From September 1941 onwards through the course of World War II, the term Bandenbekämpfung supplanted Partisanenkämpfung (anti-partisan warfare) to become the guiding principle of Nazi Germany's security warfare and occupational policies; largely as a result of Himmler's insistence that for psychological reasons, bandit was somehow preferable. Himmler charged the 'Prinz Eugen' Division to expressly deal with "partisan revolts." Units like the SS Galizien—who were likewise tasked to deal with partisans—included foreign recruits overseen by experienced German "bandit" fighters well-versed in the "mass murder of unarmed civilians."
On 23 October 1942, Himmler named SS General Erich von dem Bach-Zelewski the "Commissioner for Anti-Bandit Warfare." Then Himmler transferred SS General Curt von Gottberg to Byelorussia to ensure that the Bandenbekämpfung operations were conducted on a permanent basis, a task which Gottberg carried out with fanatical ruthlessness, declaring the entire population bandits, Jews, Gypsies, spies, or bandit sympathizers. During Gottberg's first major operations, Operations Nürnberg and Hamburg, conducted between November through December 1942, he reported 5,000 murdered Jews, another 5,000 bandits or suspects eliminated, and 30 villages burned down.
Also in October 1942—just a couple months prior to Gottberg's exploits—Reichsmarschall Hermann Göring had ordered "anti-bandit warfare" in Army Group Rear Area Center, which was shortly followed by an OKH Directive on 11 November 1942 for "anti-bandit warfare in the East" that announced sentimental considerations as "irresponsible" and instructed the men to shoot or preferably hang bandits, including women. Misgivings from commanders within Army Group Rear that such operations were counterproductive and in poor taste, since women and children were also being murdered, went ignored or resisted from Bach-Zelewski, who frequently "cited the special powers of the Reichsführer." During late November 1942, forty-one "Polish-Jewish bandits" were killed in the forest area of Lubionia, which included "reprisals" against villages in the area. Another action undertaken under the auspices of anti-bandit operations occurred near Lublin in early November 1943; named Aktion Erntefest (Action Harvest Festival), SS-Police and Waffen-SS units, accompanied by members of the Lublin police, rounded up and killed 42,000 Jews.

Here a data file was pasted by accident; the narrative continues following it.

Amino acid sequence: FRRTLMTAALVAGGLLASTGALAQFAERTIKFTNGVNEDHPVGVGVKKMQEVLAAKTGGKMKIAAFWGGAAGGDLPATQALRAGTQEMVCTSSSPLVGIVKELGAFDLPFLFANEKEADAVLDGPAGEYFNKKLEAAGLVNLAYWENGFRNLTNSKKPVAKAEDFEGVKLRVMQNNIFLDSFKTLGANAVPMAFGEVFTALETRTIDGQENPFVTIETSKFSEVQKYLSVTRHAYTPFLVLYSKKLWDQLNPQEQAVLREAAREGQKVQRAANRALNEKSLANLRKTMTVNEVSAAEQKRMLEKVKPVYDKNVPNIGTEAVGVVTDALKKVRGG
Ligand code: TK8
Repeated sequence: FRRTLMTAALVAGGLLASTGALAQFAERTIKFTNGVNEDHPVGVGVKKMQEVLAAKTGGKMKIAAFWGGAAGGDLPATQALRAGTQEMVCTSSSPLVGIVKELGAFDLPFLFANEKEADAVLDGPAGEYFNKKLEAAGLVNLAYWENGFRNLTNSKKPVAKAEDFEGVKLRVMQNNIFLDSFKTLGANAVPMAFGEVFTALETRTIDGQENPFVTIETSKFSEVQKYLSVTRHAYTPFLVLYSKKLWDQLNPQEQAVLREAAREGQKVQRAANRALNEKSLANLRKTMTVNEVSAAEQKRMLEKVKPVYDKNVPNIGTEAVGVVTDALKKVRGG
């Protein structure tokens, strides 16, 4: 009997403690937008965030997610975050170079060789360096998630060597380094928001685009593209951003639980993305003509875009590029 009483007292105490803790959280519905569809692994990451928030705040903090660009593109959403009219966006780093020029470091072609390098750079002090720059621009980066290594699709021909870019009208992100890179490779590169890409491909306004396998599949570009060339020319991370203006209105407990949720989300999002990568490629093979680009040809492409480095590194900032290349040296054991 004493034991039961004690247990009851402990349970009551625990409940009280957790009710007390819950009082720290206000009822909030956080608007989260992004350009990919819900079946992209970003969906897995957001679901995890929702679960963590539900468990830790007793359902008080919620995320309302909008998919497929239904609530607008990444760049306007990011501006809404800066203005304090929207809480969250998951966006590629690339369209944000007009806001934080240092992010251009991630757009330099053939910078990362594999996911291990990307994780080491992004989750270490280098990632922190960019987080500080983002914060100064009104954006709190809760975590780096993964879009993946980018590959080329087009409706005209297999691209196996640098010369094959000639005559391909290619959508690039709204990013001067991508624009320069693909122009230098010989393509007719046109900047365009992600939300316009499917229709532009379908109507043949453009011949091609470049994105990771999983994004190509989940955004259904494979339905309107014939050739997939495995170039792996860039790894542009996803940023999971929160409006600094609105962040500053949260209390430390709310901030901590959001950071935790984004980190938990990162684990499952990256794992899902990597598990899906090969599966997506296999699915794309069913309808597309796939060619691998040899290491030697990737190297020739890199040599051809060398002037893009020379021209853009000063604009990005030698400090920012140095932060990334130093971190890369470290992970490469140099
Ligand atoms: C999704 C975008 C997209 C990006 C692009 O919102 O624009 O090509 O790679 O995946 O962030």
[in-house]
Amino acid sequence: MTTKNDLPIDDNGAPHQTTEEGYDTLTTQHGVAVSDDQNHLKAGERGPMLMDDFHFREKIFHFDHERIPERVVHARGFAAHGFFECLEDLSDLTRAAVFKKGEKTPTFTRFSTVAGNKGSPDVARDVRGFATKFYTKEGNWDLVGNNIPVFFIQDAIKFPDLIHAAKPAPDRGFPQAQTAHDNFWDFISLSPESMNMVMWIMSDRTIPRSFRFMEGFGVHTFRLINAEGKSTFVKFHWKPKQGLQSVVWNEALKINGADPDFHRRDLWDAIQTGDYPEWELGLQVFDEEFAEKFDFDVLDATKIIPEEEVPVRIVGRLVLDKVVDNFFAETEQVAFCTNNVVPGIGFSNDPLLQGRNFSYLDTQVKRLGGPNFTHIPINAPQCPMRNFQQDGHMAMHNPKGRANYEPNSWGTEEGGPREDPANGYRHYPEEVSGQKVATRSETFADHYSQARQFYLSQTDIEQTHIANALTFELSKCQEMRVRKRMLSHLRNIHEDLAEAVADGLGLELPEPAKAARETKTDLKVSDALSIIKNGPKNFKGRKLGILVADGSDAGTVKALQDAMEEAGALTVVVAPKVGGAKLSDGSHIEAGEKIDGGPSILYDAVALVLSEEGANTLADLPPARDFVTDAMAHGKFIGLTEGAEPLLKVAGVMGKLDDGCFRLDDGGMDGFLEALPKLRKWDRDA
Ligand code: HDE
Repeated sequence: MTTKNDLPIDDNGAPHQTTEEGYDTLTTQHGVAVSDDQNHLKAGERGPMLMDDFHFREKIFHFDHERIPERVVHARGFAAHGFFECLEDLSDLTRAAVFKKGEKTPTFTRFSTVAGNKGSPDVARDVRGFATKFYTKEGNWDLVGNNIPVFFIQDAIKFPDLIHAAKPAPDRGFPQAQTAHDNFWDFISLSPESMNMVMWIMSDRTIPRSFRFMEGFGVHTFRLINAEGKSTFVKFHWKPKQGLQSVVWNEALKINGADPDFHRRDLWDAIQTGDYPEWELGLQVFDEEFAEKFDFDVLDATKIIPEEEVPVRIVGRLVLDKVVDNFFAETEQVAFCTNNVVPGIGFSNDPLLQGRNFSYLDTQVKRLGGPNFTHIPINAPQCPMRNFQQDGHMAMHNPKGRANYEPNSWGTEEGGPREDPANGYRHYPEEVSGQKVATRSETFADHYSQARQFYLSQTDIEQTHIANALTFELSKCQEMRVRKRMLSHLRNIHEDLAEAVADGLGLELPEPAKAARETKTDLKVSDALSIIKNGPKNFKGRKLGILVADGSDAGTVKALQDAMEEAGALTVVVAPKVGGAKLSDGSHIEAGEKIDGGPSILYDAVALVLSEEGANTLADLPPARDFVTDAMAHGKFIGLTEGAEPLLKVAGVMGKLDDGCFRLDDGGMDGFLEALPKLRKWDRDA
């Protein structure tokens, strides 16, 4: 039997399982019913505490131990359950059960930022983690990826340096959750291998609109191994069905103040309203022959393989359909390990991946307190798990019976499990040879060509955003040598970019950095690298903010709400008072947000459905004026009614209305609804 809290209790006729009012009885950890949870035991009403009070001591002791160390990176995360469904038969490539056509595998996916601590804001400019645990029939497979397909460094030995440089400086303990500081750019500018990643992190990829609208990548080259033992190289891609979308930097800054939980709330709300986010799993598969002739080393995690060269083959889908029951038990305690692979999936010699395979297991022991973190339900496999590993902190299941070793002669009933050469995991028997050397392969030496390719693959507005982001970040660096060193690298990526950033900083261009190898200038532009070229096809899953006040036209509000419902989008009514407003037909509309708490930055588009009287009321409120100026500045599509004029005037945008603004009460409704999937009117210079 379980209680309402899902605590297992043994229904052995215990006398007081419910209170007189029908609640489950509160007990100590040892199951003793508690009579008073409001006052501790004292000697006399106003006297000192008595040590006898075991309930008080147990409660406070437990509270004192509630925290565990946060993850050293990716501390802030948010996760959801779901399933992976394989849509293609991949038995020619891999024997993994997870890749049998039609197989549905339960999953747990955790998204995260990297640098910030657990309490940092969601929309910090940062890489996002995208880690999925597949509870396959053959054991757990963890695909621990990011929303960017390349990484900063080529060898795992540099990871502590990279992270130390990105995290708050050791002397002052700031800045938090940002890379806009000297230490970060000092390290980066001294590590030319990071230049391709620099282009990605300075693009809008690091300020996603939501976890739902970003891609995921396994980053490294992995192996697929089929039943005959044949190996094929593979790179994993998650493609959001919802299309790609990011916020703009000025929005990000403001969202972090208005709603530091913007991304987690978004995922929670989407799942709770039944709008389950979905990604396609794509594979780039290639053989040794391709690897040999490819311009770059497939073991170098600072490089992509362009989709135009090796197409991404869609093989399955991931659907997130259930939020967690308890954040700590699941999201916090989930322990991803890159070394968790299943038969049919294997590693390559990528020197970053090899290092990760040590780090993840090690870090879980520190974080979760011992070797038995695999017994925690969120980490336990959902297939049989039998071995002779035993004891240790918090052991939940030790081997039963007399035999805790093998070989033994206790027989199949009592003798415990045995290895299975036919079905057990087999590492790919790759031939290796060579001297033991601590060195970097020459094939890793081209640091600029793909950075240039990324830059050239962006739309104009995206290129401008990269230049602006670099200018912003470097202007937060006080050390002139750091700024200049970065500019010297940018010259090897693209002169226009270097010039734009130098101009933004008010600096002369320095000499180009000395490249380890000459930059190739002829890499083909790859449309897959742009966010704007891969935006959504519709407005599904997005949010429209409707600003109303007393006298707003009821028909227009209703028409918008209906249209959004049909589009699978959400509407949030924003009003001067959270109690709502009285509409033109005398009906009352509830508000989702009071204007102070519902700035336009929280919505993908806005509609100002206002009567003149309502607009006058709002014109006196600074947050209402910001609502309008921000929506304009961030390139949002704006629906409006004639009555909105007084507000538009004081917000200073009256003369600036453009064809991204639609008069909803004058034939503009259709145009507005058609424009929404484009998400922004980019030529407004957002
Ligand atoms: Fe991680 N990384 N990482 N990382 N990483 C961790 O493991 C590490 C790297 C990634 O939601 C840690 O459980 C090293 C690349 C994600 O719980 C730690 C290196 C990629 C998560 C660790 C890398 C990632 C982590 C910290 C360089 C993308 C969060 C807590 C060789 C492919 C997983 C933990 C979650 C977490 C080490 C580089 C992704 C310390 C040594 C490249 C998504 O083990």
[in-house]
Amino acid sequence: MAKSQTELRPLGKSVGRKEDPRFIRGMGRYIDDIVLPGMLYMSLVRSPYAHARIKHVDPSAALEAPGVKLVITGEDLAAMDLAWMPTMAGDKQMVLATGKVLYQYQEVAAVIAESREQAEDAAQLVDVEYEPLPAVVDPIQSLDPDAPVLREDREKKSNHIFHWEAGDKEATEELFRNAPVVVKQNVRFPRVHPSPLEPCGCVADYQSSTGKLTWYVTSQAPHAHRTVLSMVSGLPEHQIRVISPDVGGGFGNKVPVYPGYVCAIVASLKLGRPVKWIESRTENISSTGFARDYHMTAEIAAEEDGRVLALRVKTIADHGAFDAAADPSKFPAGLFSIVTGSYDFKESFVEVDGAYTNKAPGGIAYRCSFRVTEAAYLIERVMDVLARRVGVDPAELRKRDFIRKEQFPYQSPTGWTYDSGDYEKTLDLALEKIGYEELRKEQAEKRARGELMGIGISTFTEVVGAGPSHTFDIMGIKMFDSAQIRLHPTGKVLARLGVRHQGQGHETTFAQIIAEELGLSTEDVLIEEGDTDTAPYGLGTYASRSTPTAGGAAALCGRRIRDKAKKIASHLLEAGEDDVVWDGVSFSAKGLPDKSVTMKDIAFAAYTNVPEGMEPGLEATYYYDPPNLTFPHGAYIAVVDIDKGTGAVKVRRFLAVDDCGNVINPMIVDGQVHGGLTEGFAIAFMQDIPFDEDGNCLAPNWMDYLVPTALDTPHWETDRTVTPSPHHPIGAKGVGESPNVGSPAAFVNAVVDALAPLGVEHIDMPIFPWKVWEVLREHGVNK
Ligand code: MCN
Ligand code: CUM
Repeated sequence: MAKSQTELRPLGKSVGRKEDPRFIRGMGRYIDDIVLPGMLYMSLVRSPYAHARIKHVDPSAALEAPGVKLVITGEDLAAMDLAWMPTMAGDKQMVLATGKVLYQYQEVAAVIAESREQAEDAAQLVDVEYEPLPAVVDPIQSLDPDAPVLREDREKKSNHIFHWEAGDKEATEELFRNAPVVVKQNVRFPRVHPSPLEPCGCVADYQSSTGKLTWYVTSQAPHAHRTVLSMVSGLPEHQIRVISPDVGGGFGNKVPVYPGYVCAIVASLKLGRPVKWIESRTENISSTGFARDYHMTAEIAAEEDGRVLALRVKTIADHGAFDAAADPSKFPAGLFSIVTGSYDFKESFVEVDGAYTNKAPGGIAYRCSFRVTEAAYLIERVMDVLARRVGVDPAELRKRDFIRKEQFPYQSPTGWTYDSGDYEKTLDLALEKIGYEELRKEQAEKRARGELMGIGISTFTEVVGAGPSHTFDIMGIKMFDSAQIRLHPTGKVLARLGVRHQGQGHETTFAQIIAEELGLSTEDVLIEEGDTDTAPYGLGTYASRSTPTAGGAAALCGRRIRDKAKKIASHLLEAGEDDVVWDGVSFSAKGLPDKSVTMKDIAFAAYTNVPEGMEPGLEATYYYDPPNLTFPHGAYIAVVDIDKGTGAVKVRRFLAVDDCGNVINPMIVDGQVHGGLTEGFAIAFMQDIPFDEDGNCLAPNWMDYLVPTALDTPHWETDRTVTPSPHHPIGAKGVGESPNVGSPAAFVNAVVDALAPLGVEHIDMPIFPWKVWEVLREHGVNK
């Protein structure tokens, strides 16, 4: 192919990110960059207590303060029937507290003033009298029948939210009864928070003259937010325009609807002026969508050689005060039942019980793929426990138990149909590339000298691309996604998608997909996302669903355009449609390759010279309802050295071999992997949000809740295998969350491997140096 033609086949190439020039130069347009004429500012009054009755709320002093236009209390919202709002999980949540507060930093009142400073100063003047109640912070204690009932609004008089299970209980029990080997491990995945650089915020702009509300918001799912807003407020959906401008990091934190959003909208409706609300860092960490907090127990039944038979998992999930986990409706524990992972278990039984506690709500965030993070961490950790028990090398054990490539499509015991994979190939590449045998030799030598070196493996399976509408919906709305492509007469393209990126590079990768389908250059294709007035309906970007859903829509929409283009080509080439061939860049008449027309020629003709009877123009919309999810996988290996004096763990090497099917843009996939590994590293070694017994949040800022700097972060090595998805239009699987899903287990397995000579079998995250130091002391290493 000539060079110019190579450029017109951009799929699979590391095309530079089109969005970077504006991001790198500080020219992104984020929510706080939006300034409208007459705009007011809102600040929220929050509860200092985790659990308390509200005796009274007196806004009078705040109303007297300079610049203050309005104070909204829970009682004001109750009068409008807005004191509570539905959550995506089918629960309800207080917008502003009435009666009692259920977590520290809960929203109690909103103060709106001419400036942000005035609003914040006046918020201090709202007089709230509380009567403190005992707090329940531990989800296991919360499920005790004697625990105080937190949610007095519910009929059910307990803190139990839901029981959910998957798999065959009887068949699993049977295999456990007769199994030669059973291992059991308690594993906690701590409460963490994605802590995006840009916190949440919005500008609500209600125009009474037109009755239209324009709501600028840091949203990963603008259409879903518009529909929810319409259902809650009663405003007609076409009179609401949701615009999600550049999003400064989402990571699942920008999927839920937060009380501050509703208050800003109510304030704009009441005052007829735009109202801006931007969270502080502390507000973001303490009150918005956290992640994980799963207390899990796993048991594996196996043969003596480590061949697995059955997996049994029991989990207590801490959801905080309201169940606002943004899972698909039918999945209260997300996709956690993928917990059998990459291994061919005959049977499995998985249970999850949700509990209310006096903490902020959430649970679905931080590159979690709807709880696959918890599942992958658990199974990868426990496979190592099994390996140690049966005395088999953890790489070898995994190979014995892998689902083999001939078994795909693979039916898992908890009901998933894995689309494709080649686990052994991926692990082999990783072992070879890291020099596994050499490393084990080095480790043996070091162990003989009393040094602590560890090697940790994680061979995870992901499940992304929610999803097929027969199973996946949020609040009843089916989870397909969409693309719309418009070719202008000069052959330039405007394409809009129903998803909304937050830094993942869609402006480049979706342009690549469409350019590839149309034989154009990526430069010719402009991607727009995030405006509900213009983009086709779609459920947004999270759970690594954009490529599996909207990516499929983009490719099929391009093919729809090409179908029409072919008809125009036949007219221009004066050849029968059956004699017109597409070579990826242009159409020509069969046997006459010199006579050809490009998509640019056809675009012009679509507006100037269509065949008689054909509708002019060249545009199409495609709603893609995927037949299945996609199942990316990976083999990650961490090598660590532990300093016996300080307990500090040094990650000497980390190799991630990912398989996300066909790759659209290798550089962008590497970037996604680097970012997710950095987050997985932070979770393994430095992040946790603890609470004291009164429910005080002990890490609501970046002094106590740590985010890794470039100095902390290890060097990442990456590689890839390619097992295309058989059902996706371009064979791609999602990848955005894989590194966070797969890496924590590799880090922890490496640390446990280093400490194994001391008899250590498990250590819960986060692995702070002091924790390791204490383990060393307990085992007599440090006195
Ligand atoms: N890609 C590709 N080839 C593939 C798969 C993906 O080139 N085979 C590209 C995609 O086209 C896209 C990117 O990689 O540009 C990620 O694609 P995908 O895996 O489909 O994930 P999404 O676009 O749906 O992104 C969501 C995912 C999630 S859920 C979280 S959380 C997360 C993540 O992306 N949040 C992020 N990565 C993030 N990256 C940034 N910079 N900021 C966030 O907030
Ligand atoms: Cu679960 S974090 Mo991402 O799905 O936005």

Over time, the Wehrmacht acculturated to the large scale anti-bandit operations, as they too came to see the entire population as criminal and complicit in any operation against German troops. Many German army commanders were unbothered by the fact that these operations fell under the jurisdiction of the SS. Historians Ben Shepherd and Juliette Pattinson note:
As the war dragged on, the occupation’s mounting economic rapacity engendered a vicious cycle of further resistance, further German brutality in response, and the erosion of order and stability across occupied Europe. Here, the issue of how occupation strategy shaped the partisan war connects with...how the nature and course of the partisan war was affected by the relationship between the occupied rear and the front line. Indeed, in eastern Europe during World War II, most directly in the Soviet Union, keeping occupied territory pacified was crucial to supplying not just the German front line, but also the German domestic population.